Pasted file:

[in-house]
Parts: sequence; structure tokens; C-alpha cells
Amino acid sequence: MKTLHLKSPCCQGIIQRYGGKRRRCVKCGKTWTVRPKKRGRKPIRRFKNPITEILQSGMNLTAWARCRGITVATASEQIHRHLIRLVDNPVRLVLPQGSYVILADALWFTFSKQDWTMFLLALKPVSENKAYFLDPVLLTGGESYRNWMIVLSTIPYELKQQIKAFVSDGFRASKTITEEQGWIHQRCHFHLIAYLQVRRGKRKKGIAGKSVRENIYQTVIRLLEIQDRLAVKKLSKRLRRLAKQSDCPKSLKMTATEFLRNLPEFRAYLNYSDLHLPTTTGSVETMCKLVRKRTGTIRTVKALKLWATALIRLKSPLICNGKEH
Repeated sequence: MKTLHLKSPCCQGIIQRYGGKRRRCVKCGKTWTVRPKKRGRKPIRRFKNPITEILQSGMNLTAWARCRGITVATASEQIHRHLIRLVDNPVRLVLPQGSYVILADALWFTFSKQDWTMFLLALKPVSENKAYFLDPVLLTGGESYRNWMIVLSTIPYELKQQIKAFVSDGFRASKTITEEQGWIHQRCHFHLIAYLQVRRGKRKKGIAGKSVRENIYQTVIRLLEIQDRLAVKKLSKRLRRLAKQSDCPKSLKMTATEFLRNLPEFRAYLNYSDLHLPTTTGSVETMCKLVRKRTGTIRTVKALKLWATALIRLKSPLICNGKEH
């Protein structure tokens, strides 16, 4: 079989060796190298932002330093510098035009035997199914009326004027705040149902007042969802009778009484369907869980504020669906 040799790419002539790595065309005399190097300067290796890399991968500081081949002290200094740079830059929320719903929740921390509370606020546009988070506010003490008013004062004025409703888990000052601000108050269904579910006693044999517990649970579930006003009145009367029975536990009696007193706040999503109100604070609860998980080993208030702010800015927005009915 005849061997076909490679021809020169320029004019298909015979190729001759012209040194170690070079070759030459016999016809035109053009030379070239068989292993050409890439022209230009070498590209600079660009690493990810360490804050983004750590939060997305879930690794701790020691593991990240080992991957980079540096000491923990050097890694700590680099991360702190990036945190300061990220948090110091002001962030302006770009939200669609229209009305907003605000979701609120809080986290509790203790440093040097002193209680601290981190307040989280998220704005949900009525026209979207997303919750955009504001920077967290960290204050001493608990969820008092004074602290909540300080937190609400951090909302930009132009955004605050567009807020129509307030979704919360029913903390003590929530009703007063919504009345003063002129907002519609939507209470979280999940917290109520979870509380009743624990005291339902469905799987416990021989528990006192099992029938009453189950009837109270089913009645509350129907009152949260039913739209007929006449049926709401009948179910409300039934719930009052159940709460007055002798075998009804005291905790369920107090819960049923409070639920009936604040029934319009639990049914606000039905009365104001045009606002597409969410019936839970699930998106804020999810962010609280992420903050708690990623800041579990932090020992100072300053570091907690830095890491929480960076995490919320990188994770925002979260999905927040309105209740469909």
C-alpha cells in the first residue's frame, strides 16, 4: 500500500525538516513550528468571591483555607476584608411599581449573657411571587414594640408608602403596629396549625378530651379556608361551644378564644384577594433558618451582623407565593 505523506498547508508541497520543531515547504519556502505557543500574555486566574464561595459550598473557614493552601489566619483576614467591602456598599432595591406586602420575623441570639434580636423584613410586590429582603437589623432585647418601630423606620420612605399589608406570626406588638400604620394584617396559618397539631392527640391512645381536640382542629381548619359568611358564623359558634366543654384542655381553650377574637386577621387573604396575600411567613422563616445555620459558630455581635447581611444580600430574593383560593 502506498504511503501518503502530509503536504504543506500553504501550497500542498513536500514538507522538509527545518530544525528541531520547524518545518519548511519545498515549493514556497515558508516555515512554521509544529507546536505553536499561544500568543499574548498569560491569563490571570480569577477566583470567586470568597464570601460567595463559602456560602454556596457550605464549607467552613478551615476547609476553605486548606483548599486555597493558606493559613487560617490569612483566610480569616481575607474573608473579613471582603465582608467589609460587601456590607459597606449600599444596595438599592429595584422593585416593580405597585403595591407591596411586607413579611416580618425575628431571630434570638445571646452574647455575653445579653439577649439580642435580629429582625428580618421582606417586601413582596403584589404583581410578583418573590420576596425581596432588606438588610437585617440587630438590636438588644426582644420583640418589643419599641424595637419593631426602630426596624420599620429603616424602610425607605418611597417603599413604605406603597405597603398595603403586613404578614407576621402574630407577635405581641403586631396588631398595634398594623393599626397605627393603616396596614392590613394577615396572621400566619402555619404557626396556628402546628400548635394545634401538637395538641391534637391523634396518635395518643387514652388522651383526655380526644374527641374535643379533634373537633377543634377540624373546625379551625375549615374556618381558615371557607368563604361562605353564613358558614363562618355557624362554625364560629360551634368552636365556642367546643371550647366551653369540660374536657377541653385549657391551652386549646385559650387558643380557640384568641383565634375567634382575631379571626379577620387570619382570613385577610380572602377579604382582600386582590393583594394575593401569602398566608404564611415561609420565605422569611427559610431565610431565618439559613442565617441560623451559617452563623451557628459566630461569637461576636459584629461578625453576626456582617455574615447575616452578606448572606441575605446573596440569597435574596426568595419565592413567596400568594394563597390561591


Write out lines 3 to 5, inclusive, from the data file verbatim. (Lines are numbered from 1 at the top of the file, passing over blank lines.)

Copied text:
Amino acid sequence: MKTLHLKSPCCQGIIQRYGGKRRRCVKCGKTWTVRPKKRGRKPIRRFKNPITEILQSGMNLTAWARCRGITVATASEQIHRHLIRLVDNPVRLVLPQGSYVILADALWFTFSKQDWTMFLLALKPVSENKAYFLDPVLLTGGESYRNWMIVLSTIPYELKQQIKAFVSDGFRASKTITEEQGWIHQRCHFHLIAYLQVRRGKRKKGIAGKSVRENIYQTVIRLLEIQDRLAVKKLSKRLRRLAKQSDCPKSLKMTATEFLRNLPEFRAYLNYSDLHLPTTTGSVETMCKLVRKRTGTIRTVKALKLWATALIRLKSPLICNGKEH
Repeated sequence: MKTLHLKSPCCQGIIQRYGGKRRRCVKCGKTWTVRPKKRGRKPIRRFKNPITEILQSGMNLTAWARCRGITVATASEQIHRHLIRLVDNPVRLVLPQGSYVILADALWFTFSKQDWTMFLLALKPVSENKAYFLDPVLLTGGESYRNWMIVLSTIPYELKQQIKAFVSDGFRASKTITEEQGWIHQRCHFHLIAYLQVRRGKRKKGIAGKSVRENIYQTVIRLLEIQDRLAVKKLSKRLRRLAKQSDCPKSLKMTATEFLRNLPEFRAYLNYSDLHLPTTTGSVETMCKLVRKRTGTIRTVKALKLWATALIRLKSPLICNGKEH
């Protein structure tokens, strides 16, 4: 079989060796190298932002330093510098035009035997199914009326004027705040149902007042969802009778009484369907869980504020669906 040799790419002539790595065309005399190097300067290796890399991968500081081949002290200094740079830059929320719903929740921390509370606020546009988070506010003490008013004062004025409703888990000052601000108050269904579910006693044999517990649970579930006003009145009367029975536990009696007193706040999503109100604070609860998980080993208030702010800015927005009915 005849061997076909490679021809020169320029004019298909015979190729001759012209040194170690070079070759030459016999016809035109053009030379070239068989292993050409890439022209230009070498590209600079660009690493990810360490804050983004750590939060997305879930690794701790020691593991990240080992991957980079540096000491923990050097890694700590680099991360702190990036945190300061990220948090110091002001962030302006770009939200669609229209009305907003605000979701609120809080986290509790203790440093040097002193209680601290981190307040989280998220704005949900009525026209979207997303919750955009504001920077967290960290204050001493608990969820008092004074602290909540300080937190609400951090909302930009132009955004605050567009807020129509307030979704919360029913903390003590929530009703007063919504009345003063002129907002519609939507209470979280999940917290109520979870509380009743624990005291339902469905799987416990021989528990006192099992029938009453189950009837109270089913009645509350129907009152949260039913739209007929006449049926709401009948179910409300039934719930009052159940709460007055002798075998009804005291905790369920107090819960049923409070639920009936604040029934319009639990049914606000039905009365104001045009606002597409969410019936839970699930998106804020999810962010609280992420903050708690990623800041579990932090020992100072300053570091907690830095890491929480960076995490919320990188994770925002979260999905927040309105209740469909």